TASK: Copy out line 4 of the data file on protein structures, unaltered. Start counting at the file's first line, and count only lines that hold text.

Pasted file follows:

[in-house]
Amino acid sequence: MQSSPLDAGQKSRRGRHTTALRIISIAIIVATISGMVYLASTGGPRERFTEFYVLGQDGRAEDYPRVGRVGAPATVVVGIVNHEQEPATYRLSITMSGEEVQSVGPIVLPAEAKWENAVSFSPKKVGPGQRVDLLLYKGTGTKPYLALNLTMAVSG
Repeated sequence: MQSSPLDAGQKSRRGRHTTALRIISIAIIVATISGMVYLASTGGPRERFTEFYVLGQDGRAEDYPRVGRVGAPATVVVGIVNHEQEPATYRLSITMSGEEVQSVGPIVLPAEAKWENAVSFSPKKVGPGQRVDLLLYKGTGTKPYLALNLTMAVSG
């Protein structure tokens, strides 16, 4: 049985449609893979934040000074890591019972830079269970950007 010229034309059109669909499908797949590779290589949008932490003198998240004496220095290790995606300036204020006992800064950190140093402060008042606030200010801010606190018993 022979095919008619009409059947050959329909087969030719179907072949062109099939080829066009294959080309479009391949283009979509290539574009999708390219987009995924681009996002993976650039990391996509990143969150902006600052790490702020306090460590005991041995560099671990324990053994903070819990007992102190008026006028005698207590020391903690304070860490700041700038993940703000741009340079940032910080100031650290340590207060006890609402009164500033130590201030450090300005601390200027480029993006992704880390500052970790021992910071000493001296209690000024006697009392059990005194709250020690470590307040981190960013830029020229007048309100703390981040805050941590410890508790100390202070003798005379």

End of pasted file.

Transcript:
């Protein structure tokens, strides 16, 4: 049985449609893979934040000074890591019972830079269970950007 010229034309059109669909499908797949590779290589949008932490003198998240004496220095290790995606300036204020006992800064950190140093402060008042606030200010801010606190018993 022979095919008619009409059947050959329909087969030719179907072949062109099939080829066009294959080309479009391949283009979509290539574009999708390219987009995924681009996002993976650039990391996509990143969150902006600052790490702020306090460590005991041995560099671990324990053994903070819990007992102190008026006028005698207590020391903690304070860490700041700038993940703000741009340079940032910080100031650290340590207060006890609402009164500033130590201030450090300005601390200027480029993006992704880390500052970790021992910071000493001296209690000024006697009392059990005194709250020690470590307040981190960013830029020229007048309100703390981040805050941590410890508790100390202070003798005379």